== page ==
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Commonwealth v. Anthony

July 13, 2009

COMMONWEALTH OF PENNSYLVANIA, APPELLEE
v.
WILLIAM JOSEPH ANTHONY, APPELLANT



Appeal from the Judgment of Sentence entered September 27, 2006, In the Court of Common Pleas, Butler County, Criminal, at CP-10-CR-0000056-2006.

The opinion of the court was delivered by: Allen, J.

BEFORE: FORD ELLIOTT, P.J., ALLEN and POPOVICH, JJ.

OPINION

¶ 1 William Joseph Anthony (Appellant) appeals nunc pro tunc from the judgment of sentence entered upon his conviction of driving under the influence of alcohol (DUI). 75 Pa.C.S.A. § 3802. Appellant maintains that the trial court erred in denying his motion to suppress because the police officer lacked probable cause or reasonable suspicion to effectuate a traffic stop. We affirm.

¶ 2 At the suppression hearing, Officer Cheryl Litz of the Butler County Police Department testified that she received a dispatch relating to a 911 call from a named citizen, Felix Rosario, who stated that he was following a dark blue Buick. Officer Litz testified that dispatch informed her Rosario believed the driver of the Buick was DUI because he observed the driver almost strike the wall of a bridge, run a stop sign and drive onto a sidewalk. The dispatcher, relaying Rosario's statements, provided Officer Litz with the registration number and location of the Buick. Officer Litz testified that, consistent with the information she received from dispatch, she observed the Buick traveling west on Wayne Street in the City of Butler, and turn south on Jackson Avenue. According to Officer Litz, she observed Rosario's vehicle following the Buick, and she initiated a traffic stop of the Buick. Officer Litz testified that she did not observe the Buick violate any provision of the motor vehicle code, but instead, relied upon the information provided to her through dispatch via Rosario. Once Officer Litz stopped Appellant's vehicle, Rosario exited his car and met with Officer Litz, whereby Officer Litz interviewed Rosario. After briefly observing Appellant's conduct, Officer Litz arrested Appellant on the belief that he was DUI. Subsequent testing revealed that Appellant's blood alcohol level exceeded .16%.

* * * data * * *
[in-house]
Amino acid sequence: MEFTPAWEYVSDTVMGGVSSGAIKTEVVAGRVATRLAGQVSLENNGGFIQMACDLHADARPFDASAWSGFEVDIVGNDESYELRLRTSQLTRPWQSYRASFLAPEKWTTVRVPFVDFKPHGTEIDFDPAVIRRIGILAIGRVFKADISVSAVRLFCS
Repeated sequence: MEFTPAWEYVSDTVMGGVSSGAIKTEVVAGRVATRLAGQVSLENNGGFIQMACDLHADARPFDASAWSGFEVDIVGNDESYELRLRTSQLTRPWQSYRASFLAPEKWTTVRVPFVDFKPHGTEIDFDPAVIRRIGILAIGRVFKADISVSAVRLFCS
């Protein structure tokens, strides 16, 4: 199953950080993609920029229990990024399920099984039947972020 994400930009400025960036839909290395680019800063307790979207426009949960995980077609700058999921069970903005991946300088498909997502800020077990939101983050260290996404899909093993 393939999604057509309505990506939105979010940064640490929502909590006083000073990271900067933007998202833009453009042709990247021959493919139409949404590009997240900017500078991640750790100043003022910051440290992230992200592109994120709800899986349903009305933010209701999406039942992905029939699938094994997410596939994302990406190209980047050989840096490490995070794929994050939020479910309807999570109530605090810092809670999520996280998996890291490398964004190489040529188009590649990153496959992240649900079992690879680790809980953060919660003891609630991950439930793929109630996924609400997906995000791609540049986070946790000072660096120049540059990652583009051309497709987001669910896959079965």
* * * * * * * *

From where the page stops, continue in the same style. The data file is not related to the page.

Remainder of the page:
¶ 3 The Commonwealth charged Appellant with DUI. Appellant's counsel filed an omnibus pre-trial motion to suppress, contesting the legality of the traffic stop. The trial court denied Appellant's motion to suppress, and the case proceeded to a bench trial. On August 29, 2006, the trial court found Appellant guilty of DUI. By order dated September 27, 2006, the trial court sentenced Appellant to six months of intermediate punishment and a fine of $1,000.

¶ 4 On October 24, 2006, Appellant filed a notice of appeal. The trial court issued an order on October 25, 2006, directing Appellant to file a Pa.R.A.P. 1925(b) statement within 14 days. Appellant, in turn, filed his statement approximately nineteen days later on November 13, 2006. On appeal, this Court found that all of Appellant's assignments of error were waived due to the fact that he filed an untimely Pa.R.A.P. 1925(b) statement, and our Supreme Court denied allowance of appeal. Commonwealth v. Anthony, 943 A.2d 307 (Pa. Super. 2007), appeal denied by 951 A.2d 1159 (Pa. 2008).

¶ 5 On July 31, 2008, Appellant filed a petition under the Post-Conviction Relief Act (PCRA), alleging that his appellate counsel was ineffective for failing to file a timely Pa.R.A.P. 1925(b) statement. On October 14, 2008, the trial court reinstated Appellant's direct appeal rights and ordered Appellant to file a notice of appeal within thirty days. Appellant, on November 10, 2008, filed a timely notice of appeal to this Court. Both Appellant and the trial court have complied with Pa.R.A.P. 1925.

¶ 6 Appellant raises the following issue for our review:

1. Did the Trial Court commit an error of law when it denied Appellant's Omnibus Pre-Trial Motion to Suppress and determined the stop of the Appellant's vehicle, by Officer Cheryl Litz of the Butler City Police Department, did not violate Article One Section 8 of the Constitution of the Commonwealth of Pennsylvania and the Fourth and Fourteenth Amendments of the United States Constitution or Section 6308 of the Pennsylvania Motor Vehicle Code?

Brief for Appellant at 7.

¶ 7 An appellate court's scope and standard of review of an order denying a suppression motion is well established.

[W]e may consider only the Commonwealth's evidence and so much of the evidence for the defense as remains uncontradicted when read in the context of the record as a whole. Where the record supports the factual findings of the trial court, we are bound by those facts and may reverse only if the legal conclusions drawn therefrom are in error.

Commonwealth v. Russo, 934 A.2d 1199, 1203 (Pa. 2007) (citation omitted). "An appellate court, of course, is not bound by the suppression court's conclusions of law." Id. However, "[i]t is within the suppression court's sole province as factfinder to pass on the credibility of witnesses and the weight to be given their testimony." ...


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